3. In your field, you also need to be wary of scammers. They are not as common in my field, but super common in data entry, customer service, and virtual assistants. Usually, they offer something that seems too good to be true and they want a Google hangout interview. They will try to get you to accept payment offsite and usually never pay or somehow trick the freelancer into paying them.  

 

Beyond that, since I am not in your field I don't know the legitimate clients or what they pay. They probably exist, but may be hard to find. Don't change your rate based on the clients who are looking for cheaper international outsourcing. You will just end up earning very little. Your $16 an hour is still too much if they are expecting to pay $3 per hour.  Just ignore those clients. And maybe raise your rate back to what would be reasonable in your field with your expertise. You are better off with one decent client than ten of these $3 per hour clients.

katrinabeaver
Member

It is a global economy.  Want to stand our? Make the first two lines of your propsal catchy.   Tell the client how you can solve their problem

"Fairness is giving all people the treatment they earn and deserve. It doesn't mean treating everyone alike-Coach John Wooden"
mthornton-cpc
Member

The other folks have given you great advice, Cicely, but I will add that lowering your rate will only attract clients who want to pay rock-bottom prices. Targeting clients who seek talent typically takes more time, but it better for your bottom line in the end. Good luck!

Thank you all very much for your advice!  I appreciate your quick replies.  Woman Happy

 

I will be sure to incorporate your suggestions.

 

I'll continue to make sure that every proposal I send is customized, and I won't cave in to fear by reducing my rate. I know my value, so I'll just be patient and wait for the better-paying, higher quality job postings to come along and ignore all others.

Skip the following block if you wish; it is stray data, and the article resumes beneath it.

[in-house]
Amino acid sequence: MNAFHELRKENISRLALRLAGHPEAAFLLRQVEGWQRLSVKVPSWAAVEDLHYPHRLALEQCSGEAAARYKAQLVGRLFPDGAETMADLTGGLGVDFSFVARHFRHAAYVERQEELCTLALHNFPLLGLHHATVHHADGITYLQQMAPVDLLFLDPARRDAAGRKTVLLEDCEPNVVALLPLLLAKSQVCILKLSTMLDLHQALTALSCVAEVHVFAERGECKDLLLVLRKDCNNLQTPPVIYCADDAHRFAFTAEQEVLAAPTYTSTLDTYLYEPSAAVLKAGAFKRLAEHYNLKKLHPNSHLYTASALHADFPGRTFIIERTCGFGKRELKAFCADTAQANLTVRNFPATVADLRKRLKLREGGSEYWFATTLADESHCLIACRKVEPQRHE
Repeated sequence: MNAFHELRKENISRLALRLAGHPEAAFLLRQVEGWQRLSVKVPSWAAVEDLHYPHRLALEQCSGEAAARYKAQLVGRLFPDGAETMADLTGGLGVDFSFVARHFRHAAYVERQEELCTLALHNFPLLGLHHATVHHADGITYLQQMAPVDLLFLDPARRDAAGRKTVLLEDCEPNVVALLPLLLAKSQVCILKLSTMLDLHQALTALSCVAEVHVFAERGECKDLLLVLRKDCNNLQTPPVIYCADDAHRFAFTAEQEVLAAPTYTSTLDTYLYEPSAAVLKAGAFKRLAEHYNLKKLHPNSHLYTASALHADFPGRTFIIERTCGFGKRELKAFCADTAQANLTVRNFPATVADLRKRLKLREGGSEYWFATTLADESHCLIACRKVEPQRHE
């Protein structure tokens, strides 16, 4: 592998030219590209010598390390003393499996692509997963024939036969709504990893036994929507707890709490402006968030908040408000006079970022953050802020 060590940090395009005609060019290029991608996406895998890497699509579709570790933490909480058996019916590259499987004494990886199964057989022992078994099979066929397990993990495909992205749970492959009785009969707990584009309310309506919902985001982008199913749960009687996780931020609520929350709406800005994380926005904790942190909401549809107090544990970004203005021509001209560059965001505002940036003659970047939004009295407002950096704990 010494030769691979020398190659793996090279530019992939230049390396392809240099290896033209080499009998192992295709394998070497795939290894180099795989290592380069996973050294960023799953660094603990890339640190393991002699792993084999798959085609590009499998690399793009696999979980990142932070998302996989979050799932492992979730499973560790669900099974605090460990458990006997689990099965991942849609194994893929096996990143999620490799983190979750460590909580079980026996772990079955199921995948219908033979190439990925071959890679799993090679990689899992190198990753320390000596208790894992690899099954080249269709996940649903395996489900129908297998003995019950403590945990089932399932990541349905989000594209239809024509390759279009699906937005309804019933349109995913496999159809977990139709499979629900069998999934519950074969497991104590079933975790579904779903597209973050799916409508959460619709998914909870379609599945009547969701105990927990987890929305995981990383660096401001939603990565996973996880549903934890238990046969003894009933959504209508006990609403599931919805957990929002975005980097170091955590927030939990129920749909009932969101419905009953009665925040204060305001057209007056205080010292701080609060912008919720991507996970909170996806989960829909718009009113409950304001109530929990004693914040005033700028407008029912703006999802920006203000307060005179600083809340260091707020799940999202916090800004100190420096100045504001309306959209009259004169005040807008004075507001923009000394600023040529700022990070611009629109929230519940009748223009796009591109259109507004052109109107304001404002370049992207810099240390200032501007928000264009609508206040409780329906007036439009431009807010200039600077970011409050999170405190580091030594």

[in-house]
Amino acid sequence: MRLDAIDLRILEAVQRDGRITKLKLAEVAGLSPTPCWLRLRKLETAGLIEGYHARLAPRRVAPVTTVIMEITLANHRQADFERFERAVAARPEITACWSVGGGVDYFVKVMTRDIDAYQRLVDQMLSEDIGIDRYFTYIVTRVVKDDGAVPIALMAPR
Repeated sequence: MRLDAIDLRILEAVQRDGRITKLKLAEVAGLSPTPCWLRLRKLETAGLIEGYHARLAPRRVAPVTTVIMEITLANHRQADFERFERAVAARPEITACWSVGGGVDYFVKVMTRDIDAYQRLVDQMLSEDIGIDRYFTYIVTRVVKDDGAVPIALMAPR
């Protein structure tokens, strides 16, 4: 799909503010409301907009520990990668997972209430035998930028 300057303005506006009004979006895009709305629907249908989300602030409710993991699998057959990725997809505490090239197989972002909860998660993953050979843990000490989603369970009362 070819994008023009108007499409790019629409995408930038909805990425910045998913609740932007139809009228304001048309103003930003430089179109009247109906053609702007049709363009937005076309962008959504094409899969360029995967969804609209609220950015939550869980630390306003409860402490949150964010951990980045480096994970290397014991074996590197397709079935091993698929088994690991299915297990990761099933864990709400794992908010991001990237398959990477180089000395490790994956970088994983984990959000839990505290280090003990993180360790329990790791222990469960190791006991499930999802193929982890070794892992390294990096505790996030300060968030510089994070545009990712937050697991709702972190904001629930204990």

Enjoy the rest of your day.

 

Cicely

suznee
Member

I am going to chime in here as I do customer support. The ones wanting to pay the lower wages are generally hiring someone from countries that can live on a lower wage.

 

There are jobs out there that pay higher. I do customer service/tech support as well as I have myself available for a few other odd jobs. I have no problem picking up work on Upwork or off of Upwork at what ever rate I am working for at the time.

 

Just be confident in your skills and write a dynamic cover letter and let them know you are the one that they should hire. You will find work. Lowering your rate won't help. I worked when I first started for less but of course one of the jobs I took was very easy and the other one I turned out to be long term and I have been with them for four years now.

 

If you get a few jobs under your belt you can also look at the Customer Service Pro program, but you will need to have a job success score and some feedback. Although some of those jobs are great some are not as well as the jobs posted. Just be picky and you will land a Customer Service job.

Hi Suzanne,

You are absolutely correct. Those 3  and 4 dollar an hr jobs are geared toward folks living outside the USA. Where I get even with those employers is with my perfect English that they MUST have. I wish them good luck finding someone from another country who speaks perfect English. Also having years of experience in telemarketing speaking to Americans. You know the old saying, you get what you pay for. I continue to apply, but do not submit to their price quotes. I don t bother with entry level because there they have the right to offer a lower pay scale. I stay with Intermediate and Expert at 4.00 an hour yeh, right!  My track record is with guru.com and I also throw that into my cover letters.  The way I see it for every 1000 offers you might get 1 from someone who learned the hard way, you get what you pay for as we say.

I suspect that your profile photo also has something to do with your hiring rate.

 

Also, it's extremely short-sighted of you to think that people from other countries can't have perfect English.

I would do a $5/hr job if I am lucky enough to get it. I do understand that you can't afford to earn this little while living in the US but I would be ecstatic if I got such a job. I wish you well